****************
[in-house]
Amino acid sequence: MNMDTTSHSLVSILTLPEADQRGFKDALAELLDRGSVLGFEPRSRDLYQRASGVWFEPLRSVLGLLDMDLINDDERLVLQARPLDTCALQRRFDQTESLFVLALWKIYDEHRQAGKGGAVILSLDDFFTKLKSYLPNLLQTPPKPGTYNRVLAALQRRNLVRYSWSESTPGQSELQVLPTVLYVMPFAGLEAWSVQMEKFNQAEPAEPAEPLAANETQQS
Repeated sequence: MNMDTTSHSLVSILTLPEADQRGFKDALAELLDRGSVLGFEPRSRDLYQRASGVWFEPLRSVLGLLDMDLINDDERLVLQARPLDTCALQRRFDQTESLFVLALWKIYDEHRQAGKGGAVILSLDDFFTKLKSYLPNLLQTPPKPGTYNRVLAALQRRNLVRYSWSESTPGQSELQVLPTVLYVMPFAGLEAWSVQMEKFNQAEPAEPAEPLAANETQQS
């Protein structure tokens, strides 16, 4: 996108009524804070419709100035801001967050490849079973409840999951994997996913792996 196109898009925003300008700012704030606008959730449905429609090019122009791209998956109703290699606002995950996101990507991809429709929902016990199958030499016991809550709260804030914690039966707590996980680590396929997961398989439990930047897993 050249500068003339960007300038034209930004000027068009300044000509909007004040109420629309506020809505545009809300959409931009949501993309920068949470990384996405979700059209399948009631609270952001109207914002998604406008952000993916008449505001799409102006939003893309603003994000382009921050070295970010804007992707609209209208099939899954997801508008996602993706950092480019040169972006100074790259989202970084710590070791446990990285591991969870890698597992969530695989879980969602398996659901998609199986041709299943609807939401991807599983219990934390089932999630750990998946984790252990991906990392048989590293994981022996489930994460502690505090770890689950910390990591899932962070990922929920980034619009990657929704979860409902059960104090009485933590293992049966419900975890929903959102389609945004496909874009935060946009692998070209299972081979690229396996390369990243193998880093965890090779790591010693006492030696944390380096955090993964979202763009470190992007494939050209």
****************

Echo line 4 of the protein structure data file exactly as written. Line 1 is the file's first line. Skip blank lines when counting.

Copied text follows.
């Protein structure tokens, strides 16, 4: 996108009524804070419709100035801001967050490849079973409840999951994997996913792996 196109898009925003300008700012704030606008959730449905429609090019122009791209998956109703290699606002995950996101990507991809429709929902016990199958030499016991809550709260804030914690039966707590996980680590396929997961398989439990930047897993 050249500068003339960007300038034209930004000027068009300044000509909007004040109420629309506020809505545009809300959409931009949501993309920068949470990384996405979700059209399948009631609270952001109207914002998604406008952000993916008449505001799409102006939003893309603003994000382009921050070295970010804007992707609209209208099939899954997801508008996602993706950092480019040169972006100074790259989202970084710590070791446990990285591991969870890698597992969530695989879980969602398996659901998609199986041709299943609807939401991807599983219990934390089932999630750990998946984790252990991906990392048989590293994981022996489930994460502690505090770890689950910390990591899932962070990922929920980034619009990657929704979860409902059960104090009485933590293992049966419900975890929903959102389609945004496909874009935060946009692998070209299972081979690229396996390369990243193998880093965890090779790591010693006492030696944390380096955090993964979202763009470190992007494939050209």